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Tuesday, December 2, 2008

Close And Personal

Close-Up Sharpness • Water, Sky And Time • Blue Sky Blues • Fine-Art Prints

Labels: ColumnTech Tips

This Article Features Photo Zoom

close up
Lepp used an EF 70-200mm ƒ/2.8L attached to a Canon EOS-1Ds Mark III and added a Canon 500D close-up lens to the front of the 70-200mm lens (set to 200mm) for this image. Exposure was adjusted to 1⁄750 sec. at ƒ/16 with ISO 400.
Close-Up Sharpness
Q Is there a fundamental problem with using close-up filters on zoom lenses? I’m getting good results with a set of Quantaray close-up filters on my 28-75mm lens at all focal lengths, but my 80-200mm lens only provides a crisp image at 80mm. It doesn’t seem to make a difference if I attach the close-up filter directly to the lens or on top of the skylight filter. Stacking the filters to get closer just made the image problems worse.
Dan O’Link
Via the Internet

A Close-up lenses, when attached to the front of your prime lens, essentially convert the lens to a macro-capable optic, improving close-focusing ability. Their advantage is that they’re smaller in size and less expensive than a prime macro lens. Single-element close-up lenses (diopters) such as you described are designed for use on lenses in midrange focal lengths (35-80mm). They give reasonable results in the center of the image, but generally lose their sharpness at the edges due to their simple optic design. They won’t give good results on your zoom telephoto, as you’ve discovered. Mid-range telephotos require a highly corrected two-element close-up lens such as the Nikon 6T (62mm) or the Canon 500D (77mm), which can be adapted to lenses with smaller filter diameters. Canon also makes a 58mm two-element close-up diopter (the 250D) for use on 38-135mm lenses.

An interesting capability of a close-up diopter/zoom lens combination is that you can maintain the same working distance while changing the magnification of the subject simply by zooming the lens. But be careful about stacking lenses and filters, as each layer has the potential to degrade your image. I would remove the “skylight” or protective filter before attaching a close-up lens.

Water, Sky And Time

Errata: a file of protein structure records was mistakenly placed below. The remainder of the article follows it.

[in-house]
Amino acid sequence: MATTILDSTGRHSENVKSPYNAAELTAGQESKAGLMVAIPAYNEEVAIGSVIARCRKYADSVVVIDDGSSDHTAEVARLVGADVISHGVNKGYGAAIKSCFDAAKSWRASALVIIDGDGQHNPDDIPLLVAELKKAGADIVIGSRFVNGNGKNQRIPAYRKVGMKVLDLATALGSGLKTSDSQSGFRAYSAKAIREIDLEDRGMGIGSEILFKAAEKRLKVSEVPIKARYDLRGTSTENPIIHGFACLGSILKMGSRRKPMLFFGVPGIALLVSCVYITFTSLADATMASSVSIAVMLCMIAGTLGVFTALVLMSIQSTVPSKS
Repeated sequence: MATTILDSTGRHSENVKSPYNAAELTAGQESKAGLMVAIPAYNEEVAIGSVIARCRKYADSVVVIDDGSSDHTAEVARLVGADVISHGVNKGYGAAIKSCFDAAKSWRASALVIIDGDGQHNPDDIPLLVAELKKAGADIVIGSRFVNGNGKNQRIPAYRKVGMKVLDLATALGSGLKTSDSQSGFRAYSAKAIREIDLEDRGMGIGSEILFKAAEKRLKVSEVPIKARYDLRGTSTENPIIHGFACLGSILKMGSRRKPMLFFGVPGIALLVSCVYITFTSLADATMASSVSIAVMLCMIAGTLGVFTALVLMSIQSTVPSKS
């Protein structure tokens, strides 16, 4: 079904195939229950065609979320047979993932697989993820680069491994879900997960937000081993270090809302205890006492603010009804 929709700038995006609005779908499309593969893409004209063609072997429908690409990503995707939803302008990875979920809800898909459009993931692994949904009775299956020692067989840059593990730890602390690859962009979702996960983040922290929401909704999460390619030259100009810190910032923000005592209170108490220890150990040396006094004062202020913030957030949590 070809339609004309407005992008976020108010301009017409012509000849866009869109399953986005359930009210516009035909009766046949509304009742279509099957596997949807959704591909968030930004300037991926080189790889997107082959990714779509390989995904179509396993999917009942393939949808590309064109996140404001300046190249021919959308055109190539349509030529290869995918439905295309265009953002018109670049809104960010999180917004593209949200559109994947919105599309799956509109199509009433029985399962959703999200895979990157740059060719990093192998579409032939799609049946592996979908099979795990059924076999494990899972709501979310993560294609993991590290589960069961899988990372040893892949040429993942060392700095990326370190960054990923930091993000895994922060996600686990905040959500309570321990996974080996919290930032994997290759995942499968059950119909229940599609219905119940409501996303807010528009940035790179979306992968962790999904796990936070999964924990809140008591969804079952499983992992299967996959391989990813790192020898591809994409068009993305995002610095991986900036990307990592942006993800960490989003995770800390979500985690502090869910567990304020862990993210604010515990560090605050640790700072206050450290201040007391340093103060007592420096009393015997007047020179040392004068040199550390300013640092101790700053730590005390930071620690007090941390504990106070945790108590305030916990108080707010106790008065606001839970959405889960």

Q I attempted to photograph a waterfall and give it a flowing effect. I set the camera to shutter priority mode and captured the image at ƒ/22 for one second at ISO 100. The result was silky water and overexposed sky and highlight areas. Reducing the exposure to ½ sec. solved the overexposure, but didn’t give me the look I wanted on the water. How can I have both?
J. Jacob
Doha, Qatar

A There are no graduated neutral-density filters that will solve the problem of contrast in a scene with highly variegated light and dark areas. The solution lies in the technique of High Dynamic Range (HDR), which is available in Photoshop CS2 through CS4 and with stand-alone programs such as Photomatix (www.hdrsoft.com). These programs solve contrast issues by compositing several captures of the same scene (tripod!) taken in one- to two-stop increments. The resulting processed image magically (to use a technical term) combines all the properly exposed information from the brightest sky to the darkest shadow. You generate an image with a tonal range that isn’t possible to achieve with a single—or even dual—capture. When photographed this way, the water looks even more active than it would in a single exposure because the composite includes captures of the water taken in a variety of positions over time. It’s great for the water to move, but you probably won’t like your results if wind is moving other features in the image, such as clouds, branches and grasses.


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